Alan Cross Music Lessons

Alan Cross Music Lessons

5.0 (1)
1 employee
14 years in business

About this pro

Alan has expertise in classical, jazz, pop, and blues. He has worked as a piano accompanist and as a music director. Alan has been teaching piano for eleven years and has had good success with all ages.

Alan enjoys helping his students and seeks to find music that will lead the way to loving music. He has been teaching since 2007 and has gained a deep love for the work. In every way, Alan seeks to give his best for his students and seeks to teach technique, expression and creativity.

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Saratoga, CA 95070
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1 Review


  • Lisa Deolalikar

    We couldn't be more pleased having Alan teach our son how to play piano. I can't think of a better piano teacher, especially for young students. He displays immense patience and positivity toward the children. My son looks forward to all his music lessons and can't wait to meet Alan each week. He makes learning the piano fun. He encourages his students to practice by keeping a practice log and he rewards them with prizes. My son has learned to play the piano because of Alan and we are extremely grateful!


What is your typical process for working with a new student?

Alan works to make a tailor made plan for each student. He works for find what musical styles each students is interested in and finds a good level for them to start at. Some go classical and others more into the creative or contemporary styles. Every style of music can be a creative art and for those who want to develop that side, Alan works to create a creative ability in his students.

What education and/or training do you have that relates to your work?

Alan is trained in classical and jazz. He has studied piano for twenty five years and has taught for eleven. Alan also leads worship at his church in Santa Clara and has worked as a music director for youth and adults.

Do you have a standard pricing system for your lessons? If so, please share the details here.

$37 for half hour, $55 for fourty five minutes, $72 for hour. 

How did you get started teaching?

Alan was encouraged to teach by other teachers. His collegiate classical teacher had a trouble student that she thought he would do well with and she asked if he would teach him. Another teacher encouraged him to teach after graduating and he assumed a few students. Alan worked as a music director and taught individual piano lessons before moving to the bay area and starting here.

What types of students have you worked with?

Alan has worked with all ages. The retired, the young, teens, those in their twenties, working adults, even a father or mother learning along side their children. Alan tends to use piano curriculum and then feeds his students into classical, and jazz if they are interested. Alan has studied improvisation and encourages it in any style, not just jazz and blues. Alan likes to write and create in the New Age style, which is a lyrical style influenced by classical but a bit more accessible to some. Some of the greates of that styles are Phillip Aaberg and George Winston. Some today have liked Yiruma or Hisaishi. In any style you can create and Alan encourages that. At the same time the greats have written down their music and it is great to play it with feeling, emotion, and intelligence. This also is stressed. Alan is also good at working with those who normally don't like getting into music or the regimental lines of it and tries to help those still interested find what they like the most and the joy of hard work.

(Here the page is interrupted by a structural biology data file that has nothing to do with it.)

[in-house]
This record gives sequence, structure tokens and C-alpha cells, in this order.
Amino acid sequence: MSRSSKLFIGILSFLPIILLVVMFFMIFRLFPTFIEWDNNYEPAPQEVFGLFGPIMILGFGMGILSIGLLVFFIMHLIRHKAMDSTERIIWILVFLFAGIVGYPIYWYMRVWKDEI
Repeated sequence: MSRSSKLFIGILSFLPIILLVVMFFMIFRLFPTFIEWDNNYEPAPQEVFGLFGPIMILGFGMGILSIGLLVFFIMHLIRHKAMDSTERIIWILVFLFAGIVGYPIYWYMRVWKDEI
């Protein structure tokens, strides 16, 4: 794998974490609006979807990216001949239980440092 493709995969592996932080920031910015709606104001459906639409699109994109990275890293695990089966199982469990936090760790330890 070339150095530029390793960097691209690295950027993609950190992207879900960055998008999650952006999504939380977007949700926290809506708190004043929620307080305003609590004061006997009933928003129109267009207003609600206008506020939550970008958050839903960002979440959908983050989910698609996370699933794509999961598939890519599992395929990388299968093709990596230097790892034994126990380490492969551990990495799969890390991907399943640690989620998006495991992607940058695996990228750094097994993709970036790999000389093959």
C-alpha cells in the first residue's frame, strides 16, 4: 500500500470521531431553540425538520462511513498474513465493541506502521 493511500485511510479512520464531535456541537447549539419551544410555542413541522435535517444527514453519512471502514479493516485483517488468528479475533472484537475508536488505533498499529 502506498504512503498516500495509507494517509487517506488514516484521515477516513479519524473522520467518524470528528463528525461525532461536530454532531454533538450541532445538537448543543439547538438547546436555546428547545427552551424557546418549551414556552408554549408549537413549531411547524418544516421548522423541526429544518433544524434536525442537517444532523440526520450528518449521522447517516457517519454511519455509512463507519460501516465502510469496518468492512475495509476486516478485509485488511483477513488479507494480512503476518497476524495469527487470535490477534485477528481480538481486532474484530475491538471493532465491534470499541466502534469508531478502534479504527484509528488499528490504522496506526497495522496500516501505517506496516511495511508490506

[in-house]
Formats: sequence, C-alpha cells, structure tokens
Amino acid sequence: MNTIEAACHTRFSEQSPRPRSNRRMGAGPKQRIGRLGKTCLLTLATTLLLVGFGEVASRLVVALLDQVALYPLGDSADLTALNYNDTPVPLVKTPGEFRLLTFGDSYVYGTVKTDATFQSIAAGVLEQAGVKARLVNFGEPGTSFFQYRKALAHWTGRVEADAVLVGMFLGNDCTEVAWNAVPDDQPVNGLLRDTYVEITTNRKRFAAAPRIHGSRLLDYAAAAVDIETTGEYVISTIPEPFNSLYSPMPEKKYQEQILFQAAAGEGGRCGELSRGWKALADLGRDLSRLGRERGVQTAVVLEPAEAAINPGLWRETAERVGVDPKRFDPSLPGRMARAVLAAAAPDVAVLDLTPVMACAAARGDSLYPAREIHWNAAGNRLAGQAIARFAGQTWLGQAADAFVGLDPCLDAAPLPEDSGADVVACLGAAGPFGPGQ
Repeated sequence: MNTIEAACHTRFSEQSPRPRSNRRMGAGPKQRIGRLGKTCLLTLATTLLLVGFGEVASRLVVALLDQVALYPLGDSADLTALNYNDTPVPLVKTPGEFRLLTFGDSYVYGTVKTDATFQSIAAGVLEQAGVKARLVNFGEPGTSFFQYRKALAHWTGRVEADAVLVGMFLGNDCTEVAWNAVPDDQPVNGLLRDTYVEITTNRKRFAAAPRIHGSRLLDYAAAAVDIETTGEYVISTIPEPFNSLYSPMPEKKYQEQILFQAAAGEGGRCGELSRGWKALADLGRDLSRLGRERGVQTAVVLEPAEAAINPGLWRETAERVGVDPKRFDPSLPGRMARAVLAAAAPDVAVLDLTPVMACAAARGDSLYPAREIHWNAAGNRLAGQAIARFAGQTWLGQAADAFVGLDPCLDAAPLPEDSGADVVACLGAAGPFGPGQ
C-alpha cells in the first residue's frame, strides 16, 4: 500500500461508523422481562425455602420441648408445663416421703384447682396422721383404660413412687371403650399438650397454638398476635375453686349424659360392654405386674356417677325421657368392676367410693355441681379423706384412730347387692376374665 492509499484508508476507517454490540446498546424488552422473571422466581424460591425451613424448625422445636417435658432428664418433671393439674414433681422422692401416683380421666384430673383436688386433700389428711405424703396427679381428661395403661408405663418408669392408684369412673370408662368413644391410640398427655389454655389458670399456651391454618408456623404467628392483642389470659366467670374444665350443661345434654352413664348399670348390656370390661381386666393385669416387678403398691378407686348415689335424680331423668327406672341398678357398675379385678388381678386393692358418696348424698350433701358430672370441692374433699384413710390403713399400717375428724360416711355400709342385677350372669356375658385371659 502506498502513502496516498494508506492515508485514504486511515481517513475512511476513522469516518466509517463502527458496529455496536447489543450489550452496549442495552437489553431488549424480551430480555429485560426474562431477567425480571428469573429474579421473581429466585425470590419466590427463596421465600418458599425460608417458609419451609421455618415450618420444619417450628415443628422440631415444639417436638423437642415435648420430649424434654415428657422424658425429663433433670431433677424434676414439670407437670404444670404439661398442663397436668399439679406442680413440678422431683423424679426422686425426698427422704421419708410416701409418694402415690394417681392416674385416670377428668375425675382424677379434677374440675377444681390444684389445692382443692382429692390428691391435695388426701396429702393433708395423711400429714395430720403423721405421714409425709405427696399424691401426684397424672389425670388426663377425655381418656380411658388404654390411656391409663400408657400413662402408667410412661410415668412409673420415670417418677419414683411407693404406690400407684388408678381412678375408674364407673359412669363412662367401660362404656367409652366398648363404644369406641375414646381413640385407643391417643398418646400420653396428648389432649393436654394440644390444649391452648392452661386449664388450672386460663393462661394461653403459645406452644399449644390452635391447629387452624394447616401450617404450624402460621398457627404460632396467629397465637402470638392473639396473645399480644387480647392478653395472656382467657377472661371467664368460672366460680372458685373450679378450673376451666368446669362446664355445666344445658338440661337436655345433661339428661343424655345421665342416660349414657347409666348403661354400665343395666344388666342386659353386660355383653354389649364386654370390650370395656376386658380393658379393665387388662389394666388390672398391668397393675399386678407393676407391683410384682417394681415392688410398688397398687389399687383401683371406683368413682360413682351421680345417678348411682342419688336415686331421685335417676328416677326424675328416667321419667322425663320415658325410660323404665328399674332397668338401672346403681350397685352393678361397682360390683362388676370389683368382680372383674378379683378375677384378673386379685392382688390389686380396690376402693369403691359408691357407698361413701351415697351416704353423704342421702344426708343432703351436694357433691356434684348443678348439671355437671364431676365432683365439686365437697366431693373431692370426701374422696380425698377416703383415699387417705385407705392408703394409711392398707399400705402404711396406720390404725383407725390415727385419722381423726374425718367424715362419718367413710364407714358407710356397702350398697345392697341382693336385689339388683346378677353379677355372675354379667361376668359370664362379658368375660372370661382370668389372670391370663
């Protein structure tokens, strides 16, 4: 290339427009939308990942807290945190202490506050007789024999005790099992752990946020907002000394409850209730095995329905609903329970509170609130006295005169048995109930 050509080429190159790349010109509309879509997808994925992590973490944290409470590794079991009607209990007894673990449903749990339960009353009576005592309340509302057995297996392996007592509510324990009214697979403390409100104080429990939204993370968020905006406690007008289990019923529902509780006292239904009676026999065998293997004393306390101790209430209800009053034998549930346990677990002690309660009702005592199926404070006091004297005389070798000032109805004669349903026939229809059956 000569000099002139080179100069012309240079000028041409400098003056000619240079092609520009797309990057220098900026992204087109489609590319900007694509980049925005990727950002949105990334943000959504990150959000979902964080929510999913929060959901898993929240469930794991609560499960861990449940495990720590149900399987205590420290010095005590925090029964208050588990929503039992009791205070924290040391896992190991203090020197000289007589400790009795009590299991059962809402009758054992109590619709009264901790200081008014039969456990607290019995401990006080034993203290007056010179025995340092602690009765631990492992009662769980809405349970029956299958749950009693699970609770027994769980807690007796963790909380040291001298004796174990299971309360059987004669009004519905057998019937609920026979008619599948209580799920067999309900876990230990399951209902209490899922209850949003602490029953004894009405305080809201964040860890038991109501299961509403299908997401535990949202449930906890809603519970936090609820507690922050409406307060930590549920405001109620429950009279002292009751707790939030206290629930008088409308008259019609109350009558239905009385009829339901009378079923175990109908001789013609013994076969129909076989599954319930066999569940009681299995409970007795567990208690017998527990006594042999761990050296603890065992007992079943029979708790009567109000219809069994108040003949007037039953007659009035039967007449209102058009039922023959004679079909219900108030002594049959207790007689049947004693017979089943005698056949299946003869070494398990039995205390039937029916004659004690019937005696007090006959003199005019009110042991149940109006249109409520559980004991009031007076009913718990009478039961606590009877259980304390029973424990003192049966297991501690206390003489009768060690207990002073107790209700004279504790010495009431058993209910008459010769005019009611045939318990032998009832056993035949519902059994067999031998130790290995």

Describe a recent event you are fond of.

One of Alan's recent students actually listed Alan as their hero and spoke about him at a public event! Alan tries his best to be clear, concise, and helpful. He tries to explain the basics of music in a way that can be understood and tries to demonstrate and convey musicality.

What advice would you give a student looking to hire a teacher in your area of expertise?

There are a lot of teachers out there and each has their own take on music and their own philosophy and ideas. Alan starts at a steady even pace and slowly builds up the practice time. Some parents encourage their students to practice many hours a day but without much more thought than that they want them to be very great! This may make fingers that can move fast and hit the right notes, and certainly greats like Beethoven were like this, but even teachers know that forcing music on people creates talented people who often aren't very happy. For this reason, Alan does encourage practicing and as the student progresses, more practice time is needed. A beginner may need 15 to 30 minutes a day, Where a more advanced student two hours or more, but in each case, the student should be working to do their best and should enjoy what they are doing. Alan has worked at piano as much as five hours a day, and finds that they joy of music doesn't die when you are working at what you should.

What questions should students think through before talking to teachers about their needs?

What kind of music do you like? Do you want to be creative or create music? Do you thrive on preset standards and expectations? Do you learn by demonstration? Any well meanored person with good talent and a good heart can convey what they know and that is mostly what you need. Much is learned by listening too. So make sure you develop your love of music by listening and find music to play in that vein.

Lessons offered